Christmas Lights: A Holiday Card To You

Christmas Lights

When we moved into our house this past summer one of the first things out of my wife, Ashley’s mouth was an enthusiastic remark about being able to put up Christmas lights.

Ah, come on people. As if it wasn’t already bad enough that I needed a lawnmower and had to keep straight the trash pickup days. Now another article in the unconditional terms of the Suburban Surrender Treaty was being stipulated for me to accept. Calculating the cost of an extension ladder required to reach the roof’s overhang prompted the reminder that I would have to clean the gutters on a regular basis too.

“Hey, there’s already hooks for you to use,” my stepdaughter Allie said pointing toward the front entry.

My head immediately dropped, a response that's practically become a reflex for me anymore.

House or no house, stringing up Christmas lights never ranked high on my lifetime list of domestic to-do’s. As a boy growing up, I don’t recall my family doing much exterior decorating for the holidays, at least not beyond a traditional, hand-made wreath constructed from ground pine from the nearby woods. At some point later on, my mother started placing a solitary plastic candle in each of the windows, but then she’d leave them up year round, so technically speaking these don’t qualify as Christmas lights.

In any case, the annual hanging of holiday lights just wasn’t that important to us and thus, never earned a spot among the pantheon of our family’s regular holiday traditions. In the off chance my sisters or I did raise the issue, however, our parents’ standard response was to challenge us with the moral dilemma of should they spend money on flashy lights and cartoon reindeer or on our gifts. End of discussion.

I have now adopted this pat comeback whenever my stepdaughters ask me the same thing. It’s enough to silence them for the moment, but yet it fails to deter their long-term persistence, especially Allie who is becoming quite the master of passive aggressive behavior as evidenced by the long, doleful sighs she lets out as we drive through the neighborhood.

Meanwhile the residents in our community appear to be on some sort of mission from God in their attempt to celebrate the Christ child’s birth by taking down the city’s power grid. In other words, these mega-watt, burnt offerings serve as the ultimate reminder for Allie and her high need for keeping up with the Joneses …and the Smiths …and the Gomezes. It’s become so annoying that I’ve started zigzagging along a harrowing eighteen-mile route through our subdivision just to avoid the gaudiest and most extravagant yuletide yard displays. A ten foot snow globe with Santa on a motorcycle and psychedelic laser lights? Really?! Where do people get this stuff? Baby Jesus would be so proud.

I forget, though, that simple acts like transforming your house into the facade of a Las Vegas casino in a humble show of the Christmas spirit represent different things for Allie and me. In my mind, stringing up blinking lights and then syncing them to the power-charged stylings of Mannheim Steamroller signals another blow to my cosmopolitan elitism by the hands of suburban conformity. To Allie, however, this is how life was intended to be. It’s the life she dreams of.

For an eight year-old, Allie has endured more upheaval than any kid should at that age. The safety of the world Allie knew as a toddler was shattered when her parents divorced. She’s had to move from apartment to apartment about fifty times, and the only consistent aspect of her experiences has been the inconsistency of it, a sad fact that also includes the failures by some of the people she’s needed most to be there for her, namely her biological father who possess a chronic aversion to committing to his paternal role.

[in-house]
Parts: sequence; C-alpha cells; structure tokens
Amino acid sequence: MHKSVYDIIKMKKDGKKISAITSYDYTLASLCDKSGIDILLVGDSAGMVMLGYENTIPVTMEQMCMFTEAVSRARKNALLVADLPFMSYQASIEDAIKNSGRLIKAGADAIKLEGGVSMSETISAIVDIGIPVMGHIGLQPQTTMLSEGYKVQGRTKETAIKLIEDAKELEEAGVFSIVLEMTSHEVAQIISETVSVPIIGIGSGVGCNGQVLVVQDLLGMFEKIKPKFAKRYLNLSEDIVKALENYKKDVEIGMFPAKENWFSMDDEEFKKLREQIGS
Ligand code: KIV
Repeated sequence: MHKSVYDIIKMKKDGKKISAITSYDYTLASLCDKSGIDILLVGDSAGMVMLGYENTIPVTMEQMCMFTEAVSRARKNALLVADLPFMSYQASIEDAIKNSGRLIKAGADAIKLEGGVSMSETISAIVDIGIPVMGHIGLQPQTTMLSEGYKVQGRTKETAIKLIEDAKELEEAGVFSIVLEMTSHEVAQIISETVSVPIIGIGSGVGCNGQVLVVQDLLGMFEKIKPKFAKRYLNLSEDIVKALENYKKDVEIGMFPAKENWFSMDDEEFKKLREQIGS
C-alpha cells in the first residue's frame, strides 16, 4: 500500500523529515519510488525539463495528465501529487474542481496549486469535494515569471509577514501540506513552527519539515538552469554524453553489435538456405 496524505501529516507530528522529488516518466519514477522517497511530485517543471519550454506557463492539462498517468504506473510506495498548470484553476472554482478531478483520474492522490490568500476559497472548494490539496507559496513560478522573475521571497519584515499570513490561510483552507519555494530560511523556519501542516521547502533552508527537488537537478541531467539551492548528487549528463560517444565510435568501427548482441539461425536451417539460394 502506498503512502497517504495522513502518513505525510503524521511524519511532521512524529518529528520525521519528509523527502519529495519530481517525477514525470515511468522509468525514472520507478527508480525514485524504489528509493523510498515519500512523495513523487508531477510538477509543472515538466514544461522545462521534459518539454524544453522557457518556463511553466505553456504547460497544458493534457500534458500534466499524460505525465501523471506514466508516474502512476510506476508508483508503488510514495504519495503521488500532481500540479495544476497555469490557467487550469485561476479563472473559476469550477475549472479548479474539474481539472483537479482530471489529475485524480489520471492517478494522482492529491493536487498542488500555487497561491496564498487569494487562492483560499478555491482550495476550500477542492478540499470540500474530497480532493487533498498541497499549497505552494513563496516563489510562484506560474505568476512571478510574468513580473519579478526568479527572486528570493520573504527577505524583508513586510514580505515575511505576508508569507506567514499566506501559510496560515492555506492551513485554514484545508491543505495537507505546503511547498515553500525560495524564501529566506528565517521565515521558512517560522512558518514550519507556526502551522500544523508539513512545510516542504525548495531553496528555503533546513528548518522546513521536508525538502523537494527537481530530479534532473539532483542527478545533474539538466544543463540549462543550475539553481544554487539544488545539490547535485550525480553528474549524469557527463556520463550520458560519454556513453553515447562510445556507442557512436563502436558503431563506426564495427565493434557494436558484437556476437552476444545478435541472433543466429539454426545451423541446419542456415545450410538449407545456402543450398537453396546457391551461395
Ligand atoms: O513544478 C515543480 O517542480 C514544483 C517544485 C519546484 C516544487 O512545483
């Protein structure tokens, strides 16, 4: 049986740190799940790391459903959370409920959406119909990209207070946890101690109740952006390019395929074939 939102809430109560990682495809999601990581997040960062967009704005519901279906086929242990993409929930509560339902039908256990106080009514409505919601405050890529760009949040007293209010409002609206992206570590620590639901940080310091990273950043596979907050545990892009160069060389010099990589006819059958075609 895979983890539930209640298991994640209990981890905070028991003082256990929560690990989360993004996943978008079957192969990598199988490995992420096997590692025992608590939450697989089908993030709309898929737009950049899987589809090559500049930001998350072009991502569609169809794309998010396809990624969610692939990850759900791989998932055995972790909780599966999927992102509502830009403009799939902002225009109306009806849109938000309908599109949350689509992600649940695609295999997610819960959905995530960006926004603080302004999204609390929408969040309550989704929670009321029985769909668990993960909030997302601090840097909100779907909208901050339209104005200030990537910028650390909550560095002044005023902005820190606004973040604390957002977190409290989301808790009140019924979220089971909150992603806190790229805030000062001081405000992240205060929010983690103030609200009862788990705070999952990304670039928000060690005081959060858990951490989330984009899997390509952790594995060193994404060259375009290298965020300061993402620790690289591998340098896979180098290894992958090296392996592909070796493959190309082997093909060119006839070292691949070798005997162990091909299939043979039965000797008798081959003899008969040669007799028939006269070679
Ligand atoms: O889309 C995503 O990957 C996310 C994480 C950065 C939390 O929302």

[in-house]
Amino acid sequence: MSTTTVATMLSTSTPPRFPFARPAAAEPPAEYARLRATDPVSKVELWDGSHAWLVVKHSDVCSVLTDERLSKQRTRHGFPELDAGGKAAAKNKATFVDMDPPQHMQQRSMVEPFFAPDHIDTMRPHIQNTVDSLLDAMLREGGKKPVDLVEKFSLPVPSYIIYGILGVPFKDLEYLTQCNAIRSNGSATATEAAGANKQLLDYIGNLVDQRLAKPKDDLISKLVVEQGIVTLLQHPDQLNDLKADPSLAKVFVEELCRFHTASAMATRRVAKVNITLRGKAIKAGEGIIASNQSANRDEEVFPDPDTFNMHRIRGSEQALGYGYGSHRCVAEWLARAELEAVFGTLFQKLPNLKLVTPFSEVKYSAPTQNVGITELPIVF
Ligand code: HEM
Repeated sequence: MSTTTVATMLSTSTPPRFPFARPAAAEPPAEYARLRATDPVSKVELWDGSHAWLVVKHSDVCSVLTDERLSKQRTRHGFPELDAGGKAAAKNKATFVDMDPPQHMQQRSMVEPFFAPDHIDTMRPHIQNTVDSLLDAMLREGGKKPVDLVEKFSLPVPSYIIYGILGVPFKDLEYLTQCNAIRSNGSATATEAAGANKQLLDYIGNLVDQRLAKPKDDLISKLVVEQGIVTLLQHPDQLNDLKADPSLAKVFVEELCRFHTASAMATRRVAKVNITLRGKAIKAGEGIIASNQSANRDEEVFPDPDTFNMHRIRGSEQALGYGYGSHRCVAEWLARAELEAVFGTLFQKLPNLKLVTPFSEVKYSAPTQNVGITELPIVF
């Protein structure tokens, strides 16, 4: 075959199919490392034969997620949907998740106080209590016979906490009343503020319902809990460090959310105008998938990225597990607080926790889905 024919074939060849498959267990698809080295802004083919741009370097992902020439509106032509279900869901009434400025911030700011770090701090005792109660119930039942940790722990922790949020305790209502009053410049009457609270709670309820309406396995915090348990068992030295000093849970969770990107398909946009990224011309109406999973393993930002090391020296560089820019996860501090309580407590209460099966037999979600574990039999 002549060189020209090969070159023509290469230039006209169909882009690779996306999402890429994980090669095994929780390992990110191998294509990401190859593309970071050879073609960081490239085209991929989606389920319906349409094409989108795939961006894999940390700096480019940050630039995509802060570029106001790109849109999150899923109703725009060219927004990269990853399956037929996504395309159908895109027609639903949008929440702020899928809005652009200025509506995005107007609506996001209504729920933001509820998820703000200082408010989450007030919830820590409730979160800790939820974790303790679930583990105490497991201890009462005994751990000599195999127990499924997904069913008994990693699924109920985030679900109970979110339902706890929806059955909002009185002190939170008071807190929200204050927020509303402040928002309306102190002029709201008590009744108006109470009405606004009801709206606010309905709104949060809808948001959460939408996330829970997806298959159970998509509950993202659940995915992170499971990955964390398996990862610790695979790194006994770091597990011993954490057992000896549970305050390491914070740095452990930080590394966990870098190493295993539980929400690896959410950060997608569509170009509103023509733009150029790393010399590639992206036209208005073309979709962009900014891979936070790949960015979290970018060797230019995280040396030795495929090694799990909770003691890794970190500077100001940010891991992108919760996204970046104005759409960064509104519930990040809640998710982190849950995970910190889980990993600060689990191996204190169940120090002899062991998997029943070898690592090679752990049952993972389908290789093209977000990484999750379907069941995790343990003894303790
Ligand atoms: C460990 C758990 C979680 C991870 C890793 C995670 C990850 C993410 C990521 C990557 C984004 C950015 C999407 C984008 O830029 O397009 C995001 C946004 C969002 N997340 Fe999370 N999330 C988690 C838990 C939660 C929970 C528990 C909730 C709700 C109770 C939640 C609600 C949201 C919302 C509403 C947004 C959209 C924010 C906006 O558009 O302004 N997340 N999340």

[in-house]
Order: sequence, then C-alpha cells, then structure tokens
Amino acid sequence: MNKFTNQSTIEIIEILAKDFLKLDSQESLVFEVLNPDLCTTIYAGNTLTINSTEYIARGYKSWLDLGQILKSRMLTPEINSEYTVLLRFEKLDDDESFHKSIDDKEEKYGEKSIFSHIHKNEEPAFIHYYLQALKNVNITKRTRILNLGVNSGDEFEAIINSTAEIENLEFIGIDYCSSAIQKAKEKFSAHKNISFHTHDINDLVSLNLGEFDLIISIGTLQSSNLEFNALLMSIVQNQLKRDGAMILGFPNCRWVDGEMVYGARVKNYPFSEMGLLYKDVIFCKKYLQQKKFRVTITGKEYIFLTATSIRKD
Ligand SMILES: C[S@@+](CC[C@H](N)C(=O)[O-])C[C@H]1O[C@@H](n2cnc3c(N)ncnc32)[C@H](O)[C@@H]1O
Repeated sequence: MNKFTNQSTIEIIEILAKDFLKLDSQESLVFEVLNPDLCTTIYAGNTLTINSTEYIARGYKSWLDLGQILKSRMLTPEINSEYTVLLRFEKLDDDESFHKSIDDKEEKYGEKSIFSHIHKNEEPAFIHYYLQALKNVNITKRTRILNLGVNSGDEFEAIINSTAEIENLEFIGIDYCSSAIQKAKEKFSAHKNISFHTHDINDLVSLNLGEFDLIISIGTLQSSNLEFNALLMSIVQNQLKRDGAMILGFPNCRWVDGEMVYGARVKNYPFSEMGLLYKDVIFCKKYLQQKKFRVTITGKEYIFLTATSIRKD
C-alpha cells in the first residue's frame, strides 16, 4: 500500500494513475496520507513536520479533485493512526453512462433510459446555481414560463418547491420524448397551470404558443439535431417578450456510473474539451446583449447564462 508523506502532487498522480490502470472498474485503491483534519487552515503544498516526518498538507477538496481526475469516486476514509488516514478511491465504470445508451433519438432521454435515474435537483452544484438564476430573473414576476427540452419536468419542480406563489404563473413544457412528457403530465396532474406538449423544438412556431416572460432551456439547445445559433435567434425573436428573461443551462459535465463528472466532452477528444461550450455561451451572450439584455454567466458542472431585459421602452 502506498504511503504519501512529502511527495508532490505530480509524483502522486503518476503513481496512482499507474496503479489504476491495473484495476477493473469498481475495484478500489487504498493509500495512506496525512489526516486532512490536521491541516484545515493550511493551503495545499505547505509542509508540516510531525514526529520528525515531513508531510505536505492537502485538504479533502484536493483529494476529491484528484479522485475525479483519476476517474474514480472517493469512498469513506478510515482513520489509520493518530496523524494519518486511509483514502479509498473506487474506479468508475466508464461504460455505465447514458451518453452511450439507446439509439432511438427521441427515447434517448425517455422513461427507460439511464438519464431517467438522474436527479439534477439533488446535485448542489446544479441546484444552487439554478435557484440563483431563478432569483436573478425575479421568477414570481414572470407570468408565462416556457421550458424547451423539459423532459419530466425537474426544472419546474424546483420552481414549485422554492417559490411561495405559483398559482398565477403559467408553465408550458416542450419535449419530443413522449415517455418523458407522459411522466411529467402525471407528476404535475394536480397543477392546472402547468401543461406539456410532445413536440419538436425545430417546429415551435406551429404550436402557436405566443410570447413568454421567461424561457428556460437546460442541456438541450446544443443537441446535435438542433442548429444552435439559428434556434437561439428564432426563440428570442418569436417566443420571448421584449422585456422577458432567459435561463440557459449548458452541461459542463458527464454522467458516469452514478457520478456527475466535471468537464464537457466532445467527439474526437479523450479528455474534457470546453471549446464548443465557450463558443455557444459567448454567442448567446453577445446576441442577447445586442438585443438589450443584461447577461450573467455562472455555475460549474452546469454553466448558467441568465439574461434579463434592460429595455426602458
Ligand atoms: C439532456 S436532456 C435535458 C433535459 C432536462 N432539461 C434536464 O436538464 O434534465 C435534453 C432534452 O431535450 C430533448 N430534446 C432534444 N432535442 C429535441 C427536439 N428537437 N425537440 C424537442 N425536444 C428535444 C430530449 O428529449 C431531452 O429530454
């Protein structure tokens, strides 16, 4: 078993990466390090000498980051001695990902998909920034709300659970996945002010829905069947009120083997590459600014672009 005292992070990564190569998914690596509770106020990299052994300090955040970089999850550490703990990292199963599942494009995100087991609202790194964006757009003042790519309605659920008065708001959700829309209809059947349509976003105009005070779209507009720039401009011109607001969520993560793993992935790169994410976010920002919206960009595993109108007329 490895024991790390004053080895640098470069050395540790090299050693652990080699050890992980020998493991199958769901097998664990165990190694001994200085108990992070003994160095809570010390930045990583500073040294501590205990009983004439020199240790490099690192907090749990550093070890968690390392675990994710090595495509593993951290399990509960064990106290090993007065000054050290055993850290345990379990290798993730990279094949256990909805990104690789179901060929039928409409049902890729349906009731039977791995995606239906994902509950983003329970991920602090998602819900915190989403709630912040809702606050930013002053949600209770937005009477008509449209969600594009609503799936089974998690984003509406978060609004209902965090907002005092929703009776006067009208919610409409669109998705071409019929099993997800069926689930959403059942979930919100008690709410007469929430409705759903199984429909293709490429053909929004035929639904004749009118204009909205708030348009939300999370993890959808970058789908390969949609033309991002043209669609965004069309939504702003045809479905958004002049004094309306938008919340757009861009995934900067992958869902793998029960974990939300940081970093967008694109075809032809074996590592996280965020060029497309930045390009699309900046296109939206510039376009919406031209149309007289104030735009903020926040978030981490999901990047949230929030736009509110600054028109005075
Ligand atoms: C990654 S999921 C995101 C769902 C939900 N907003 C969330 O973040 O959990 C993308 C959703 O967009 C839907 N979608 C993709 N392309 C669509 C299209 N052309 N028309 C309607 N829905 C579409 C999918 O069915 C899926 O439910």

Deep inside, Allie knows this isn’t the way it’s supposed to be. Little girls are supposed to live houses and wake up in their own bedroom. They’re supposed to have friends at school and be in gymnastics and have regular evening meals with a mom and a dad sitting at the table. They’re supposed to sip on hot cocoa and listen to holiday music as they open gifts on Christmas morning. And they’re supposed to have lights.

Despite my bah-humbug attitude, I understand Allie’s need for the life that’s supposed to be, and so, a few weekends ago, I rummaged through the disaster that is my garage, hoping to scrounge up a set of working lights left over from my and Ashley’s wedding reception. The tangled bunch I managed to fine were nothing special, just the plain white ones with short strands that dangle freely in a fashion meant to imitate hanging icicles. By comparison they were a paltry at best, and as I finished fastening them to the pre-set hooks Allie had noticed months earlier, a slight feeling of guilt came over me. I wished I could afford to hang more. 

Then I heard the front door open. It was Allie. I had asked my wife earlier to keep Allie preoccupied because I wanted to surprise her, but apparently my stepdaughter had seen me through the window and came to investigate. Now she stood in the doorway, rocking back and forth on her bare feet, a smile on her face. 

I folded my arms and signaled upward with my eyes. “Well, goofball, what do you think?”

Allie didn’t say a word. Instead, she wrapped her arms around my waist and hugged me …the way families are supposed to. 


On behalf of my entire family I'd like to wish you and your family a Merry Christmas. We hope you enjoyed our little Christmas card video. We'd also like to wish you a Happy New Year as this will be the Lunchbox's last post for 2010.

I'll be taking a blogging holiday until the middle of January 2011, when Clark Kent's Lunchbox will return with a whole new look while also taking an whole new approach in content. Until then, see ya.

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